How close are home sales and housing values to "bottoming out"? This headline in a recent Business Week attempted to show that housing prices in many cities were already below their “correct” prices using household population, mortgage rates, and relative income levels. But, it hedged the results by saying that there was a +/- 14 percent error factor in the results!
This included San Francisco (- 16 percent), San Diego (-19 percent) in California, and Phoenix, Arizona, still 4 percent overvalued. So is there a more meaningful way to measure home values? This is crucial, as banks (other than government-owned Freddie Mac, Fannie Mae, FHA/VA) will not be ready to lend again until they are sure of future housing values.
Among the factors that directly determine housing values are household incomes, mortgage rates, population growth and the supply of housing. All else—rents, default rates, and even the credit crisis—derive from these factors.
Only some of these factors are beginning to turn positive. Perhaps the most important is household income, which has shrunk 1 percent to $50,233 from 2000-2008 after inflation, while personal household debt including mortgages ballooned from around $8 trillion to $14 trillion over that time. The main factor that will turn around household incomes is both lower inflation, and better tax breaks for wage earners. To date it is only the top 1 percent of income-earners whose incomes have improved since 2000.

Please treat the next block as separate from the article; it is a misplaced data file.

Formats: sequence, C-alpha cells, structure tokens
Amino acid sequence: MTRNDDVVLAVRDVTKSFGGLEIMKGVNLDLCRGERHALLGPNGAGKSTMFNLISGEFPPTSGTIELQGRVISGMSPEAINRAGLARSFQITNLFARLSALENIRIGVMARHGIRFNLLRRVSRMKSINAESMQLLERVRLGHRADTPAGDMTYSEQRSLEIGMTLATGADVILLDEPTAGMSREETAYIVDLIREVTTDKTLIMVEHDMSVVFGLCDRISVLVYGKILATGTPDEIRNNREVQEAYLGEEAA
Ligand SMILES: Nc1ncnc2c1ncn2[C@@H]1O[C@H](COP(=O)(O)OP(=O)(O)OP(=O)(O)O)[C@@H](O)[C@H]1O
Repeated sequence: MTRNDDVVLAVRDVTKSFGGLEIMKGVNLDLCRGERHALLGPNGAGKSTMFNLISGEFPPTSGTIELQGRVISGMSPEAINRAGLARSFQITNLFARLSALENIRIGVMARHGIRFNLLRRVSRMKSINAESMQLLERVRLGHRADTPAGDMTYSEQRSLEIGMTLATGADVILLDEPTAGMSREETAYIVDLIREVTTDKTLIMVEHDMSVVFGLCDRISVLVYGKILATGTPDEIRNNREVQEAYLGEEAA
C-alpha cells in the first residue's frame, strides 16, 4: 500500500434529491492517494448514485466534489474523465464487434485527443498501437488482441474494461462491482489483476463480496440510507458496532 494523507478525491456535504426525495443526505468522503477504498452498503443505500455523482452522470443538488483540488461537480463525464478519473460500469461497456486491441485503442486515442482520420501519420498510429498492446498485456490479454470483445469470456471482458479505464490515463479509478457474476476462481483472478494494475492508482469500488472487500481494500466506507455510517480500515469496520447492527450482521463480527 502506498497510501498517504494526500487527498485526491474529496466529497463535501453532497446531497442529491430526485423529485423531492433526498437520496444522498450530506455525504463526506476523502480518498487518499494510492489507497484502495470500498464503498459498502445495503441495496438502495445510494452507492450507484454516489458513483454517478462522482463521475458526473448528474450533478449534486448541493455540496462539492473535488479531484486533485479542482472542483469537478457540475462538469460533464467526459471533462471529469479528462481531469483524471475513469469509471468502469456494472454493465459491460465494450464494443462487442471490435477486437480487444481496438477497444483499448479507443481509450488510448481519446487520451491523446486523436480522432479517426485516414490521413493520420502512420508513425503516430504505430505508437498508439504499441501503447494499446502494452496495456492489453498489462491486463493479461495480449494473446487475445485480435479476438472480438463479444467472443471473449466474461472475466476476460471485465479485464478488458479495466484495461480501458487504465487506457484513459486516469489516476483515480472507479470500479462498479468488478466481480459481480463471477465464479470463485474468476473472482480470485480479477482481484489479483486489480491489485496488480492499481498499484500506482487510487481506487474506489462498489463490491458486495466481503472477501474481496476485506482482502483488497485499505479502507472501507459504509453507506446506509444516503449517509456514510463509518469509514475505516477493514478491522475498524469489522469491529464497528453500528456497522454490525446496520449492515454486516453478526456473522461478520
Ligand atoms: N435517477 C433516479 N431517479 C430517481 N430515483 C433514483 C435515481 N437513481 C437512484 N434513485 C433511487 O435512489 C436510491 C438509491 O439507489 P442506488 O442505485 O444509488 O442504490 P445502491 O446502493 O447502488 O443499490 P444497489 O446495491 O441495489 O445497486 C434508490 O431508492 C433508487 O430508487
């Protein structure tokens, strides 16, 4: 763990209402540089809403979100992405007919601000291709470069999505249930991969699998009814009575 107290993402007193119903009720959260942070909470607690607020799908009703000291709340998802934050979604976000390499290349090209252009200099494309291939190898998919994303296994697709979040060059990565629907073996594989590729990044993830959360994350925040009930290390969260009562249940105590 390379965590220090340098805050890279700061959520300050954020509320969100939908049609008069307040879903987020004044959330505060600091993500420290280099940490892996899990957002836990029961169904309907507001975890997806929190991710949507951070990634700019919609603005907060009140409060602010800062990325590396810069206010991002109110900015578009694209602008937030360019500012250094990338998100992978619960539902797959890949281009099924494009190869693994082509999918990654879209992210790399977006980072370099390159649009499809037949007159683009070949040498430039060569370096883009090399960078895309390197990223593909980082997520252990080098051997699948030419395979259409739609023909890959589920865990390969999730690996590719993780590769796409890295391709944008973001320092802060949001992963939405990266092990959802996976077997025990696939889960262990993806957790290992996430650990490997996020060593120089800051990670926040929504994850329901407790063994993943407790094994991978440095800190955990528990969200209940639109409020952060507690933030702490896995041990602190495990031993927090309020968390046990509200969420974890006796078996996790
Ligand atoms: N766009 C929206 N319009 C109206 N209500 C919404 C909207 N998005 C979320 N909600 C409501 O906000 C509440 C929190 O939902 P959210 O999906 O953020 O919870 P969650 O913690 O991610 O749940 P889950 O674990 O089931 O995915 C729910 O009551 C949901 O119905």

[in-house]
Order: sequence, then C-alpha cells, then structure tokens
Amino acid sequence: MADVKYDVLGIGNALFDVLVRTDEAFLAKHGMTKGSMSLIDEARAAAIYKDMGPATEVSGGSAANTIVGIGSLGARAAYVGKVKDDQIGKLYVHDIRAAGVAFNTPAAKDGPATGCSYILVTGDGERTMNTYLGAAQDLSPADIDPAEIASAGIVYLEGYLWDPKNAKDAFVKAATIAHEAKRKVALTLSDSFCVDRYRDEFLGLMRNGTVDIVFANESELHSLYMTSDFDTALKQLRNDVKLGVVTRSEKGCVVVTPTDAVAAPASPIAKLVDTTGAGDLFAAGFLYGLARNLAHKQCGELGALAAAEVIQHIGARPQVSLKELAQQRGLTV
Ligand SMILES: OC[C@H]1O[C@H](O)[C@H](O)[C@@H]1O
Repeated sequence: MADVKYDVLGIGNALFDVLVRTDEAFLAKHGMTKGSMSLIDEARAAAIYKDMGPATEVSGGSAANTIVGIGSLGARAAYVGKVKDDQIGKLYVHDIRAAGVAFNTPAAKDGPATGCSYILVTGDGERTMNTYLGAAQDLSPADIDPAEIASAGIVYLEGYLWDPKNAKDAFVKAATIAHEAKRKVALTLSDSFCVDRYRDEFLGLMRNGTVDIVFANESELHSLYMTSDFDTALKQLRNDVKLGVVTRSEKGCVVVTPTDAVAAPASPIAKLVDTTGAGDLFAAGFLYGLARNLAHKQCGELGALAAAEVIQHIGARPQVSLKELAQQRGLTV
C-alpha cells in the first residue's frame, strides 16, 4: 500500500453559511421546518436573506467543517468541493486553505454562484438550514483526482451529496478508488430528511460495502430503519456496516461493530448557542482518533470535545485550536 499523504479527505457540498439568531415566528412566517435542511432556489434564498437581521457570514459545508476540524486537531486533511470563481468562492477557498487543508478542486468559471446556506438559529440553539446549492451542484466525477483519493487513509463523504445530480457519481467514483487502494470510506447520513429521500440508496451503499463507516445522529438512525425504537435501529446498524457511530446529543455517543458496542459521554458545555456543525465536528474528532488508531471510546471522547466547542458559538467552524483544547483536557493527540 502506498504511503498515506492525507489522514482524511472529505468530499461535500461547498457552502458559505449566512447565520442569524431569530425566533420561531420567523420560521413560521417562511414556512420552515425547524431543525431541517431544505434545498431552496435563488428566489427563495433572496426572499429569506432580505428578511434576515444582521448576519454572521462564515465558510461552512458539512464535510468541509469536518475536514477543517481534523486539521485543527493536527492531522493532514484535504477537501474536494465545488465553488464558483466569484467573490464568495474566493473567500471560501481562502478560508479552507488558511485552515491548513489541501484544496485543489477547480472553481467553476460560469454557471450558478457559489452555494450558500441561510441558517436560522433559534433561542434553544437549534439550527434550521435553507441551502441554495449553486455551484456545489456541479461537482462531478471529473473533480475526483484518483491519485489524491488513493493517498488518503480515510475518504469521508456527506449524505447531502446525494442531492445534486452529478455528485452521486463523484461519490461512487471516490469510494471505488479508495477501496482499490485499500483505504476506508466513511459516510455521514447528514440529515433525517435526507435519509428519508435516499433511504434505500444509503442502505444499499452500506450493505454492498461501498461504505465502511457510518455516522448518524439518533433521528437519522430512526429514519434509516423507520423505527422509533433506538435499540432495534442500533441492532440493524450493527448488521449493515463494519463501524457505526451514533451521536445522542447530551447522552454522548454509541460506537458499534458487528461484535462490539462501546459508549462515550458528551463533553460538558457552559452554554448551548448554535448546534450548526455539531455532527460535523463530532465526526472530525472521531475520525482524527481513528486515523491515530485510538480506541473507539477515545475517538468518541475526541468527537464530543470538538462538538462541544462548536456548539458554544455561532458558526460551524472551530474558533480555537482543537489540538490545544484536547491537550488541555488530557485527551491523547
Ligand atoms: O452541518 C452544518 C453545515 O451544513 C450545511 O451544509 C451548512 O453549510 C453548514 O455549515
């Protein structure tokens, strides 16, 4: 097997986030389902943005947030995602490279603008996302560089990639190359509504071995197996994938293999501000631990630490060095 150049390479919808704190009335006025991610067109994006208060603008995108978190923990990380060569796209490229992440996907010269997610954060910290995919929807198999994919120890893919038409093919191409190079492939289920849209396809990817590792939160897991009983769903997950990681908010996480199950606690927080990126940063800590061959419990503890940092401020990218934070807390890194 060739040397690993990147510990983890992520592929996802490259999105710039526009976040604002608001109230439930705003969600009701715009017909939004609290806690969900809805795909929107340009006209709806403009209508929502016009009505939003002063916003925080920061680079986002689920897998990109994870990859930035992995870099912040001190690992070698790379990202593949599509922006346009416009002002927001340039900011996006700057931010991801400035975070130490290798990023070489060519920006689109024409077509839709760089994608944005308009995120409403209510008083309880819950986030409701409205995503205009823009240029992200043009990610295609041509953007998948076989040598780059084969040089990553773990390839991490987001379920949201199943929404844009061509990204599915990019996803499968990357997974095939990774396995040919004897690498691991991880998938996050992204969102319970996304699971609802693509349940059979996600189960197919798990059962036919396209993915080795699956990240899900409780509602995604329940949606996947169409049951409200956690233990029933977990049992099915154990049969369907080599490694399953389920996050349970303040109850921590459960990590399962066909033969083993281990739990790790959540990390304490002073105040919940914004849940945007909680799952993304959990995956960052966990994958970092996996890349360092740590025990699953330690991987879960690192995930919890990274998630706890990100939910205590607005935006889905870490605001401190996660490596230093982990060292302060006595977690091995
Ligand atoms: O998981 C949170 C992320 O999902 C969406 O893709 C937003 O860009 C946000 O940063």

But population (and household formation) continues to grow. Harvard’s Joint Center for Housing Studies predicts 1.2 million households per year will be formed over the next 10 years that will require housing. This much pent-up demand will be the basis for a recovery, once housing values stabilize.
And interest rates should continue to remain low, both due to government efforts and the recession. So it is static household incomes and a 1 million plus excess of unsold housing—a result of the housing boom—that are weighing down housing values. The federal proposal for cheaper mortgage rates that would specifically target home purchases should help to lower housing inventories.
That is why the housing recovery will be so uneven. The old rust belt regions have seen the biggest loss in incomes, which is why cities like Columbus, Ohio and Indianapolis are 14 and 16 percent undervalued, respectively, according to the Business Week article. Values are even lower in cities like Dallas and Houston, Texas because of overbuilding; where housing is undervalued 31 and 34 percent, respectively.
But Chicago, New York, and Los Angeles—our largest metropolitan areas—are already at their “correct” price level, according to Business Week. In fact, only 4 of the 25 cities surveyed seem to be overpriced.
The incoming administration’s middle class tax cuts and proposal to create or retain at least 2.5 million jobs in the next 2 years can help to solve the drop in household incomes. Housing values nationally have returned to 2004 levels, which is why it is important to arrest any further decline in values.
© Harlan Green 2008